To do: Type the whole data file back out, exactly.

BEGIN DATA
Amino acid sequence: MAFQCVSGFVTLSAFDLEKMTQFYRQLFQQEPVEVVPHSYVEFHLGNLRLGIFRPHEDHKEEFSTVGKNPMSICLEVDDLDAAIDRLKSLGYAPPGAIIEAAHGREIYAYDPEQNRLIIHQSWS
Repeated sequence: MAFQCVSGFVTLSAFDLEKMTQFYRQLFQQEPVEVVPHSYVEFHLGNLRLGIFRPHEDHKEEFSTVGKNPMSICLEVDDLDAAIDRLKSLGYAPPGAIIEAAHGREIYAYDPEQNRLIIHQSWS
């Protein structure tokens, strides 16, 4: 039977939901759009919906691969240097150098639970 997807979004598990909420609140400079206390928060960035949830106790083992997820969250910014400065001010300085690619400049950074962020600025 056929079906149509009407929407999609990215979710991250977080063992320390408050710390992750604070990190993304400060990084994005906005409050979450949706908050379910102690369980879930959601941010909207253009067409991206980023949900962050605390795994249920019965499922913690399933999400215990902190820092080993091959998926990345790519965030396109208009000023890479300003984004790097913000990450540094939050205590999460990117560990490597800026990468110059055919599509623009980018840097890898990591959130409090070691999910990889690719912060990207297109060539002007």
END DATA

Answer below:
Amino acid sequence: MAFQCVSGFVTLSAFDLEKMTQFYRQLFQQEPVEVVPHSYVEFHLGNLRLGIFRPHEDHKEEFSTVGKNPMSICLEVDDLDAAIDRLKSLGYAPPGAIIEAAHGREIYAYDPEQNRLIIHQSWS
Repeated sequence: MAFQCVSGFVTLSAFDLEKMTQFYRQLFQQEPVEVVPHSYVEFHLGNLRLGIFRPHEDHKEEFSTVGKNPMSICLEVDDLDAAIDRLKSLGYAPPGAIIEAAHGREIYAYDPEQNRLIIHQSWS
């Protein structure tokens, strides 16, 4: 039977939901759009919906691969240097150098639970 997807979004598990909420609140400079206390928060960035949830106790083992997820969250910014400065001010300085690619400049950074962020600025 056929079906149509009407929407999609990215979710991250977080063992320390408050710390992750604070990190993304400060990084994005906005409050979450949706908050379910102690369980879930959601941010909207253009067409991206980023949900962050605390795994249920019965499922913690399933999400215990902190820092080993091959998926990345790519965030396109208009000023890479300003984004790097913000990450540094939050205590999460990117560990490597800026990468110059055919599509623009980018840097890898990591959130409090070691999910990889690719912060990207297109060539002007």